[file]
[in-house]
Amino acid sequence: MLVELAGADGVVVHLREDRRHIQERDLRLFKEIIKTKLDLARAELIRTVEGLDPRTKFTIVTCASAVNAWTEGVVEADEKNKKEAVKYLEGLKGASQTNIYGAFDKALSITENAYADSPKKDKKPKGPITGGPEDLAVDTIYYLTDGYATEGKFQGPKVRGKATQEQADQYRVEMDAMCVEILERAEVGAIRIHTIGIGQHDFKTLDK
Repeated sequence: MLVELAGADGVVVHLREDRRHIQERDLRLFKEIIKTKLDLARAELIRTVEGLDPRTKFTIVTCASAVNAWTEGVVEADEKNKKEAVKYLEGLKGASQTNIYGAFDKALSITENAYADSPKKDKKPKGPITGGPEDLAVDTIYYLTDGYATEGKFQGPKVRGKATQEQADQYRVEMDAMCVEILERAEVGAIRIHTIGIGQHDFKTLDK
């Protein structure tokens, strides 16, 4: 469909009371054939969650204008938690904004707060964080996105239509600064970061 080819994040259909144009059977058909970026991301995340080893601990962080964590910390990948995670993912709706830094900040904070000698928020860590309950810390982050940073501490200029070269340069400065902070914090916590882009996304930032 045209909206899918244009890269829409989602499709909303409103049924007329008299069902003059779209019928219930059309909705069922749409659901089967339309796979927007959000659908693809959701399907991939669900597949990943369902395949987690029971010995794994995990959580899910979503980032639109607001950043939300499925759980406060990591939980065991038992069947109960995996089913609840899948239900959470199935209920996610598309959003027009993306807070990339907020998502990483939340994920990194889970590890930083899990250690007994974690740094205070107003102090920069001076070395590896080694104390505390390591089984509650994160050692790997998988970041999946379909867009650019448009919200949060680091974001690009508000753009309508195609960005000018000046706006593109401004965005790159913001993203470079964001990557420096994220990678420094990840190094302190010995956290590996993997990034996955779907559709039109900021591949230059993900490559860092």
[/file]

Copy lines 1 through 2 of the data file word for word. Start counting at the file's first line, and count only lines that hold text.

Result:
[in-house]
Amino acid sequence: MLVELAGADGVVVHLREDRRHIQERDLRLFKEIIKTKLDLARAELIRTVEGLDPRTKFTIVTCASAVNAWTEGVVEADEKNKKEAVKYLEGLKGASQTNIYGAFDKALSITENAYADSPKKDKKPKGPITGGPEDLAVDTIYYLTDGYATEGKFQGPKVRGKATQEQADQYRVEMDAMCVEILERAEVGAIRIHTIGIGQHDFKTLDK